Home Financial Aid Tips What You Should Do with an FSA Credit Balance Refund
What You Should Do with an FSA Credit Balance Refund

What You Should Do with an FSA Credit Balance Refund

Start a degree program at American Public University.

By Ryan Laspina
Senior Specialist, Red Flags and External Reviews, APUS

When Federal Student Aid (FSA) is paid out, those funds are applied toward your tuition and fees for the entire semester. But in the event that the FSA funds exceed what you owe, you may end up with an FSA credit balance and receive a refund that can be applied to additional educational expenses.

Type of Refund Varies by FSA Package

Your FSA package determines whether or not you will receive a credit balance refund. If your package includes Cost of Attendance (COA) that covers additional educational costs, there is a good chance you’ll receive a refund. COA is a calculation of the total amount of educational costs that you incur each semester, such as tuition, books, fees and personal expenses.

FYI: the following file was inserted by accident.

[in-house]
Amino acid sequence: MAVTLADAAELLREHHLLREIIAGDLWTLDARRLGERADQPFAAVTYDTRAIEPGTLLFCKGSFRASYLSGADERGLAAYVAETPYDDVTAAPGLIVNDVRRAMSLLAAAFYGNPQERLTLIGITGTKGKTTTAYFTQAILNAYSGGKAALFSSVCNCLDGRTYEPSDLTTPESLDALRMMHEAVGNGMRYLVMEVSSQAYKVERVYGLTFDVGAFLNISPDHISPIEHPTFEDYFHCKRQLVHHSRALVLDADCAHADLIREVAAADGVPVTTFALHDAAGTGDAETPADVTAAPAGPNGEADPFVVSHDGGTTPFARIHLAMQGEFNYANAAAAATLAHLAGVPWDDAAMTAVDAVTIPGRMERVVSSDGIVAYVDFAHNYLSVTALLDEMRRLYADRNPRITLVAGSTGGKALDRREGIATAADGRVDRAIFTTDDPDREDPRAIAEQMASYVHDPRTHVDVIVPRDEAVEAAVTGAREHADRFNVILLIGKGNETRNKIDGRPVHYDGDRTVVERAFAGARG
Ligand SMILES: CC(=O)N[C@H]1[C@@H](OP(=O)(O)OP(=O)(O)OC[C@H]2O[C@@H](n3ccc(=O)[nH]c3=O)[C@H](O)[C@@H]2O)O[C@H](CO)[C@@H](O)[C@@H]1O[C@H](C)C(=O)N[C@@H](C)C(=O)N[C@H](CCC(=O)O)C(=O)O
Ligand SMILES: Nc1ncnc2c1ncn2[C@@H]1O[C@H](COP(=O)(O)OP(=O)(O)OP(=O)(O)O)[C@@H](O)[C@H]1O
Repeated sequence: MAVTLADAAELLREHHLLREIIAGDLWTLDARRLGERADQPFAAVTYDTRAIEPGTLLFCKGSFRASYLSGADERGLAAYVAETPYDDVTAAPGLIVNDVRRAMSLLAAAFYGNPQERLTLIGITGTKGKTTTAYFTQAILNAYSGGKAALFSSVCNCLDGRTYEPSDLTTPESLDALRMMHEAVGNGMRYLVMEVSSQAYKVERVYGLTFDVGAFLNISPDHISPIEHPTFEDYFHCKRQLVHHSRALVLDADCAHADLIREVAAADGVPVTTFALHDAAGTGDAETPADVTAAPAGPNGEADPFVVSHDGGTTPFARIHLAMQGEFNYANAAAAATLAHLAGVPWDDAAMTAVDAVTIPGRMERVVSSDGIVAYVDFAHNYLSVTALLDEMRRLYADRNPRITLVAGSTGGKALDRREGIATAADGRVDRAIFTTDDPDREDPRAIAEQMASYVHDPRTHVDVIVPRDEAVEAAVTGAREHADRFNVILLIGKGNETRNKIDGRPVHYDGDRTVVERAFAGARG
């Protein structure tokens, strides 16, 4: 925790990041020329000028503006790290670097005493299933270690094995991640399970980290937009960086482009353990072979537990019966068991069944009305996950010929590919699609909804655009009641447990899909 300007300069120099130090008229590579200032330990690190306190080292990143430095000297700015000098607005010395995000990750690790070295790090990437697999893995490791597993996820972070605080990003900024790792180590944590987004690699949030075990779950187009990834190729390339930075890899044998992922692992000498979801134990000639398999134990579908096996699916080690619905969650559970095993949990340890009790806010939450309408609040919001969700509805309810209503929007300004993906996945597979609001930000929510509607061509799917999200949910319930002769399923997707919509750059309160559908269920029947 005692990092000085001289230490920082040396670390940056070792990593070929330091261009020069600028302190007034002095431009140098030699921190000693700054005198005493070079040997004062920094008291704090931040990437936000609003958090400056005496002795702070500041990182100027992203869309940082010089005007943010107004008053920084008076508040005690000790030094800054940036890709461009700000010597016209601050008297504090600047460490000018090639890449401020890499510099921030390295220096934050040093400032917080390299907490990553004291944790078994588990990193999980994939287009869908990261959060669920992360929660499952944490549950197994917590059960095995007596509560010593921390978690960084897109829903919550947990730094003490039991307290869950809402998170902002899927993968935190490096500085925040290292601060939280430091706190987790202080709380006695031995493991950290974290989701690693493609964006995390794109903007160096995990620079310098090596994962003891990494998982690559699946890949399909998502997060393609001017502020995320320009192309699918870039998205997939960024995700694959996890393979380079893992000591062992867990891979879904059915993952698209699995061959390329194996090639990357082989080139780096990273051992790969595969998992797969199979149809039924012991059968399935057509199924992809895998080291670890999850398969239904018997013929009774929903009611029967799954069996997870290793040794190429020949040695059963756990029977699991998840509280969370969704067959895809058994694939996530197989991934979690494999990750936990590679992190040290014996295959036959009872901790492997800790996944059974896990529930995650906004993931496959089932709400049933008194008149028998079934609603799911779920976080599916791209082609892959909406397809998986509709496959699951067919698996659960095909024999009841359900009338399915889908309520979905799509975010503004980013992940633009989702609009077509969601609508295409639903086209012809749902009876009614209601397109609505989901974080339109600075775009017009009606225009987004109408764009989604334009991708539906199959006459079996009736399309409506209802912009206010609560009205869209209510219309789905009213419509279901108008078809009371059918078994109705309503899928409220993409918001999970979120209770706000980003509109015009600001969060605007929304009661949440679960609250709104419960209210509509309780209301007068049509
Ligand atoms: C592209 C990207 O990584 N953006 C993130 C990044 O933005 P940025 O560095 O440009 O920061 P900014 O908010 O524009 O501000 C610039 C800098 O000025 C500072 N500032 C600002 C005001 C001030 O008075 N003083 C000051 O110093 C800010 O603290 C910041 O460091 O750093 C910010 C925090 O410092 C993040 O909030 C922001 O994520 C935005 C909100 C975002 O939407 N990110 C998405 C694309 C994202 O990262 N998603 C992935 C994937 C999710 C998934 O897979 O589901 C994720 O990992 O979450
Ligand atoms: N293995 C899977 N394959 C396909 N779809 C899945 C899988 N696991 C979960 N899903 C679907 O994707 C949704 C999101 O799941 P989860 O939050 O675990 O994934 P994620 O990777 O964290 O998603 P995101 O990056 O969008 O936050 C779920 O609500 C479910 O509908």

However, if you requested the Cost of Tuition (COT) package only, there is no credit balance refund. In this case, FSA only covers tuition and fees. COT is the actual cost of your tuition, which includes some fees associated with the classes you select.

Be Careful Not to Confuse a FSA Credit Balance Refund with Other Refunds

An FSA credit balance refund should not be confused with other types of refunds. For example, dropping out of school or withdrawing from a course might result in money coming back to you.

You may also receive a refund if you utilize other forms of financial aid, such as military tuition assistance, external scholarships or alternative loans. Remain aware of what type of refund you receive; some financial aid needs to be paid back and some may not.

FSA Credit Balance Refunds Can Only Be Used for Education

Once you receive your FSA credit balance refund, you are permitted to spend it only on educational needs. For example, you could invest in a good laptop with your first refund check, which would benefit you throughout your academic program. Other acceptable purchases include:

  • Any software needed to complete college courses
  • Textbooks
  • School supplies, including notebooks, writing utensils and ink cartridges
  • Babysitters if you need childcare during class

Remember that FSA credit balance refunds should not be treated like a windfall. They are funds that should only be spent on educational needs.

But if you do not have any other educational needs or expenses, consider using these funds to pay down any student loan debt you may have. This will help you reduce your total student loan debt.